Re: HPB's "Untruths"
May 11, 1998 01:49 PM
by Jerry Schueler
> By what standard do you take HPB to task for giving "wrong" and
By comparing what HPB said against what modern Tibetans
> Jerry, are you saying that HPB incorrectly cited
>Buddhist doctrines, or that the teachings she gave are wrong?
I am saying that she incorrectly cited a few Buddhist Doctrines.
Most of what she says is right, and as far as I know she was
the first westerner to provide valid info on the Mahayana.
Now it turns out that the Tibetan version of Buddhism is
called Vajrayana, and their tantric version is called Tantrayana,
neither of which HPB mentions.
> If you
>are saying that HPB misrepresented or misunderstood a particular tenet
>of a specific religion (e.g., Buddhism), we should only keep in mind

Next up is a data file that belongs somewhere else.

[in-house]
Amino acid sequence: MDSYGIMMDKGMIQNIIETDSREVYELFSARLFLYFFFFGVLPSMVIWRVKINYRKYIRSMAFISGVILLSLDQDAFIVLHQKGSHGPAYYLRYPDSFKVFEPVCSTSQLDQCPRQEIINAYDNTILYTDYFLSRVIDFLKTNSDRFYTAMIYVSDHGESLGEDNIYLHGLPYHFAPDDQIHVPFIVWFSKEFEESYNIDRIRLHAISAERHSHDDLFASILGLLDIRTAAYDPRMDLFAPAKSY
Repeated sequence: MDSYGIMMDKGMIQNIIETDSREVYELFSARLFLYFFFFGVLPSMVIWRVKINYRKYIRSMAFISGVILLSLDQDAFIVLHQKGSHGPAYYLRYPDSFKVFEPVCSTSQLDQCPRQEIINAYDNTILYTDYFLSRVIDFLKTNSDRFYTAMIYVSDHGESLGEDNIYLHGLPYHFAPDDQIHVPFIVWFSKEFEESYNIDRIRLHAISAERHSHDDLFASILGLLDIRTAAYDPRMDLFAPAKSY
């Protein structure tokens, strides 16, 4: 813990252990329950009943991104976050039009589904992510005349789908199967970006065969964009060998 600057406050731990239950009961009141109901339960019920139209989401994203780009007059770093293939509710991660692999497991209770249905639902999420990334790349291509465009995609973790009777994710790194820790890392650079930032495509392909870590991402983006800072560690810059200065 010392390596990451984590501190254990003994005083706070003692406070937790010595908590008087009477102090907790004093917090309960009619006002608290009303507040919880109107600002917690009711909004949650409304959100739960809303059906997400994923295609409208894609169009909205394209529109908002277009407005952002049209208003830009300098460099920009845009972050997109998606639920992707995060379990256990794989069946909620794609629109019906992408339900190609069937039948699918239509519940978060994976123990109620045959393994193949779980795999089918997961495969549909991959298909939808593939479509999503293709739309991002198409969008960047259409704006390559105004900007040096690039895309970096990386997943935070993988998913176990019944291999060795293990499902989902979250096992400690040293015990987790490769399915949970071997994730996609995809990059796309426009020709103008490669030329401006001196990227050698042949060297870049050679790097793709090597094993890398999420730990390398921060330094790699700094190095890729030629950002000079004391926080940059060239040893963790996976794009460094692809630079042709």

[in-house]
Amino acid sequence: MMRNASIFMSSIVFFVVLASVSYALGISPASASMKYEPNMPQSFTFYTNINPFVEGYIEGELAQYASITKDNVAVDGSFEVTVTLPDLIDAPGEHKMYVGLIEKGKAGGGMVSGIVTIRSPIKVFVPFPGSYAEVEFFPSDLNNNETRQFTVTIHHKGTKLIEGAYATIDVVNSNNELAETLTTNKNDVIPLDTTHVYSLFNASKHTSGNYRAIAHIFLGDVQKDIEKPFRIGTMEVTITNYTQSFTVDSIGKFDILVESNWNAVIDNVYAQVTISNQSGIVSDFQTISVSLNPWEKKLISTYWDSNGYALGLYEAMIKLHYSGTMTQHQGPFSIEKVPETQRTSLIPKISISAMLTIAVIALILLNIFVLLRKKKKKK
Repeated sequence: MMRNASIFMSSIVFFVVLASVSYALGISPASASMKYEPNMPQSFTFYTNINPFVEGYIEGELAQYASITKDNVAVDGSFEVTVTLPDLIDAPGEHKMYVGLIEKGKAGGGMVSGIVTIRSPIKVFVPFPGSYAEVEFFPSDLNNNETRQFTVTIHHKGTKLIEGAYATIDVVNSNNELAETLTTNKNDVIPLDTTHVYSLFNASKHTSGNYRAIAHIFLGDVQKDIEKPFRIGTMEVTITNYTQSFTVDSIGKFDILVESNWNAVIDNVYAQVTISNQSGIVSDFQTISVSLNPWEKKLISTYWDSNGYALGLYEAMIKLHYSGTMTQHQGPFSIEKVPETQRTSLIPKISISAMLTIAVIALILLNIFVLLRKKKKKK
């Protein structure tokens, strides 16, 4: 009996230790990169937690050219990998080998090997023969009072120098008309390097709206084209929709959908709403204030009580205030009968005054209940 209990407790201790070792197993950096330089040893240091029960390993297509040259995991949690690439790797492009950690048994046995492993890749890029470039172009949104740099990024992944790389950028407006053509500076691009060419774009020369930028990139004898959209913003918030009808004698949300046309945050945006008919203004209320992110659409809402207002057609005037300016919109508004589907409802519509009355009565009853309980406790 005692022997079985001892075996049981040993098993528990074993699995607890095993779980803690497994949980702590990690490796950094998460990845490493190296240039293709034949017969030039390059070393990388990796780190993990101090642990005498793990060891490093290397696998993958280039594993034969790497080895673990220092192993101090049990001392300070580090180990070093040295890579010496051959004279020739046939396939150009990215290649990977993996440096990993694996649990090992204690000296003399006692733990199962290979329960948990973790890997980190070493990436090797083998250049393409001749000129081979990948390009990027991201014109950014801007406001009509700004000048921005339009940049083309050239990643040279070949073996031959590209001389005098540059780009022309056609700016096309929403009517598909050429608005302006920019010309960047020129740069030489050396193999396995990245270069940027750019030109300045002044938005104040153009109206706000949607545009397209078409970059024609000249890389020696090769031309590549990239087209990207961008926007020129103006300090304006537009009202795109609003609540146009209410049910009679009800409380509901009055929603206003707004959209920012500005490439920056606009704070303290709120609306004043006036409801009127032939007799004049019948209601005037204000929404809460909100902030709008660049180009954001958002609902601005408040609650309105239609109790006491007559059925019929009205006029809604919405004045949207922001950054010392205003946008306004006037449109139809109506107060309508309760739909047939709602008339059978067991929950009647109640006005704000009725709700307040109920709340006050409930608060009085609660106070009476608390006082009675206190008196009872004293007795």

>that HPB made no claim to infallibility.
She did not misrepresent Buddhism, but she did misrepresent
Mahayana's version of the three bodies, especially the nirmanakaya.
The idea that she made no claim to infallibility is exactly my point.
Dallas thinks that she is infallible.
> She admitted to making
>mistakes, of being human, in other words, and of course could have
>missed an idea from time to time. In that case, I would have to agree
She also was not that great with English and probably just wrote
a fewe things wrong that seemed right to her (she knew what she
meant to say).
>On the other hand, if you are saying that HPB did not know
>the ancient, occult doctrine, as taught to her by her Teachers, then how
>do you know that?
She knew. But we have been arguing over exactly who or what
her teachers were. Were they Tibetans? Were they Hindus?
> By what means do YOU know the truth, but HPB did
>not? How would you know what she was taught, or what the adepts of
>antiquity taught, except by reading her works?
I am at a loss to know what you mean here. I have found at least
two mistakes in her INNER GROUP TEACHINGS, for example.
They are obvious. One is the word nadiis where it should be
cakras, for example.
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